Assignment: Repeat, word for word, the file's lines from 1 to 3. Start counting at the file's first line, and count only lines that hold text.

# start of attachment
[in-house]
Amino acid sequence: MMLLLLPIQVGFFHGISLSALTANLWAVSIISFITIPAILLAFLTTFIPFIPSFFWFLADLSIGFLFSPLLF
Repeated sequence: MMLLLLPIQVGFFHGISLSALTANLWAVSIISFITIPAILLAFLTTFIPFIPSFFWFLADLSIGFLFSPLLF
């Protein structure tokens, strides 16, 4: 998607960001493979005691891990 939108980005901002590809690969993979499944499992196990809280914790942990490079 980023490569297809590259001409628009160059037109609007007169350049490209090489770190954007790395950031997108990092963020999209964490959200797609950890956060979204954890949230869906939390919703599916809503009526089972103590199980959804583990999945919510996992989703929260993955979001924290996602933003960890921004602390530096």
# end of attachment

[in-house]
Amino acid sequence: MMLLLLPIQVGFFHGISLSALTANLWAVSIISFITIPAILLAFLTTFIPFIPSFFWFLADLSIGFLFSPLLF
Repeated sequence: MMLLLLPIQVGFFHGISLSALTANLWAVSIISFITIPAILLAFLTTFIPFIPSFFWFLADLSIGFLFSPLLF